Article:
All posts by Frank Doherty

About Frank Doherty

Parish Secretary

The Cathedral Connection 23 September 2018

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A LOSS CAN BE FOR THE GOOD

When the All Blacks lost last Saturday night, reaction came quickly. Some criticised the players and coaches. Others took a more philosophical view. It was a great game; we lost to a great team. Perhaps the loss will be good in the long run. It’s what happens after a loss that matters. That describes some of my feelings following a gathering of 185 diocesan priests in Christchurch last week. It was a great sharing in the joy of the sacrament of priesthood. We totalled 4842 years of priestly service! I was able to renew friendship with priests I have long admired, many now growing old gracefully. Then there were the young shoots, many from the Philippines and India, full of energy and a great blessing for our Church. The keynote speakers echoed our own experience that the Church is facing severe difficulties. These are not so much from outside forces but more directly from within. We have suffered a big loss. Now we must take stock and plan ahead. Perhaps this period of time will be good for us. Pope Francis is indeed a Pope for our times. He sees the difficulties and he is challenging us to live the gospel in a new way.

The danger of clericalism. Here priests are treated in a deferential way; they make arbitrary decisions and ‘run the show’. They control what happens. ‘Servant Leadership’ goes out the window. Priests live in a world apart, not smelling like the sheep.’

We must reach out to the peripheries, and not look in on ourselves. Francis sets an example as he meets the refugees at Lampadozza; he washes the feet of women and men of all religions (and none) in prison. Is this not also what Jesus teaches, to reach out to those neglected and ignored, even hated by others.

To remember Paul’s image of the Body (1 Cor 12/ 18-22.) Through baptism, each of us becomes part of the Body of Christ. Each a different and limited part, but once we are joined to, and work with the whole body, we become Christ in action, and can change the world.
We carry on, like the disciples in today’s gospel, having learnt a hard lesson, but determined to be better for it.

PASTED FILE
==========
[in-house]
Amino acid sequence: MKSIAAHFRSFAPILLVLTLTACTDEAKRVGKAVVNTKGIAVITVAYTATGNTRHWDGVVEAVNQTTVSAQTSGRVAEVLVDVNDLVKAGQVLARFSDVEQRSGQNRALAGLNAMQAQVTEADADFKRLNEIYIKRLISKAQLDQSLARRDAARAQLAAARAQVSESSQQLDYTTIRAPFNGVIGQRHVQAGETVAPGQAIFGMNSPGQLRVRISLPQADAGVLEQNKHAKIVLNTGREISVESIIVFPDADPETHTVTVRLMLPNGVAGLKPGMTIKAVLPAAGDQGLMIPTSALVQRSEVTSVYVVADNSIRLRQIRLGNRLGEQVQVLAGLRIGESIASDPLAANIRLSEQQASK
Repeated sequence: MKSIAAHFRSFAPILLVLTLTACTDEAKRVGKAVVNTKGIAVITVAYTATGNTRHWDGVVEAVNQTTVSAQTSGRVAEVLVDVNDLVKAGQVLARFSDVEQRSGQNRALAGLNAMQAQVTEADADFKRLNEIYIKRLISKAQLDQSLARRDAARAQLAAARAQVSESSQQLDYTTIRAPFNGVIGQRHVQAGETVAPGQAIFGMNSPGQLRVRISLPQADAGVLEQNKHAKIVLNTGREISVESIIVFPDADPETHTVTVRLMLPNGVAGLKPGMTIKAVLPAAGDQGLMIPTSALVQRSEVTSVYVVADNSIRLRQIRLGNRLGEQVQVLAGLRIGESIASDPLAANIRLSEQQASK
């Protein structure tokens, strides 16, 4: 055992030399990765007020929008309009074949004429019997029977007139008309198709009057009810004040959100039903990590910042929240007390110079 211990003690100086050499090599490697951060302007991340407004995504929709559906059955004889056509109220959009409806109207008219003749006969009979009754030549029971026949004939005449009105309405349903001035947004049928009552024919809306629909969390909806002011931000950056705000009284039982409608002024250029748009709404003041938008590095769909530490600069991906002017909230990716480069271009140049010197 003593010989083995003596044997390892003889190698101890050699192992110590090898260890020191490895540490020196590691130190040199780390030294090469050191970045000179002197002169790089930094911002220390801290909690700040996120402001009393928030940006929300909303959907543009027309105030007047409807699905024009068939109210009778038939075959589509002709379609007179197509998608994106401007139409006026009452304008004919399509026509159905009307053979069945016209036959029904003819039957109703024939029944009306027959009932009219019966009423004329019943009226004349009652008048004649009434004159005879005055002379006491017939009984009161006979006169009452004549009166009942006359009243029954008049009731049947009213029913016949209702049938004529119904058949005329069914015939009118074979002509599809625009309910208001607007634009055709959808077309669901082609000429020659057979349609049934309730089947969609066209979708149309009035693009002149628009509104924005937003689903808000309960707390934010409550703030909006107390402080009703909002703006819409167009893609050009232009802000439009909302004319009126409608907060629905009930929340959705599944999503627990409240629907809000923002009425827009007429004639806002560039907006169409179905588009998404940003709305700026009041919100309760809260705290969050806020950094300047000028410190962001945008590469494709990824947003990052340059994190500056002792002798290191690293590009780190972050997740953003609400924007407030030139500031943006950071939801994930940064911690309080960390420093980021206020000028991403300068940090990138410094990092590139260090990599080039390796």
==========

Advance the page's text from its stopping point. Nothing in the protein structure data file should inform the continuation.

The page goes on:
Fr Ron Bennett

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The Cathedral Connection 16 September 2018

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Dear Parishioners,

Nearly 200 priests from around New  Zealand met in Christchurch this week reflecting on what it means to be a priest today in a time of unprecedented change.  It has been a dramatic and challenging few days.

Canadian priest, James Mallon, asked the question, “If your church closed tomorrow would anyone who doesn’t go care?”  He then reminded us that international companies, such as Kodak and Swiss Watches went out of business because they didn’t read the signs of the times and change.  The last 20 years have seen incredible change in all aspects of society, demanding new models of ministry for the church and new ways of engaging with an increasingly secular world.  We have to understand that the ”Christian world” no longer exists!

Bishop Vincent Long, a former Vietnamese refugee now Bishop of Parramatta Diocese, NSW, echoed this when he said the Church must return to the “raw canvas” of the Gospel and follow more closely the way of Jesus – the way being modelled by Pope Francis – humility, trust and courage.  Clericalism has betrayed the Gospel!  The priest can no longer act as though the people didn’t count or had nothing to offer. “We must not see ourselves as being ‘apart from’ the people, but being ‘a part of’ them!

Over the next weeks I will be inviting you to reflect with me on these wonderful presentations, and to look with honesty at how we each regard our place in the community and what God in Jesus might be calling us to become.  What really has to change, to enable survival?  If the Church as we have known it has to die, what will be its legacy, and what will remain of the old to give life to the new?

Fr James

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The Cathedral Connection 9 September 2018

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PLAYING A PART

The annual Social Justice Week opens today.  Its theme, “Enabling Communities”, reminds us that everyone has a part to play in making our communities safe, inclusive, fair, welcoming and compassionate. This “Week” was established in 1997 by our New Zealand Bishops to encourage reflection and action on particular current issues in the light of Catholic social teaching.

Promoting this year’s theme, the bishops state, “Each of us, with our unique gifts and challenges, is interdependent.  By becoming involved in each other’s lives by our presence and service, we grow together as the body of Christ. … To be genuinely included is not just to belong, but to be missed when we are not around.  A responsibility rests on us all to encourage and nurture a sense of belonging and acceptance.”

This has special relevance for us since the closure of the cathedral, our worship centre.  In our adequate but less than ideal temporary “shelters”, we need to be alert to assist the elderly and disabled, to enable visitors to appreciate the different surroundings, to be extra welcoming of one another and to make sure no one feels lost or disoriented.  If we each play our part our community will remain strong and focussed.  We will certainly not lose heart.

This local application of the 2018 social justice theme will surely open our eyes to the wider community where safety, inclusiveness, fairness, welcome and compassion are even more desperately needed.

Fr James Lyons

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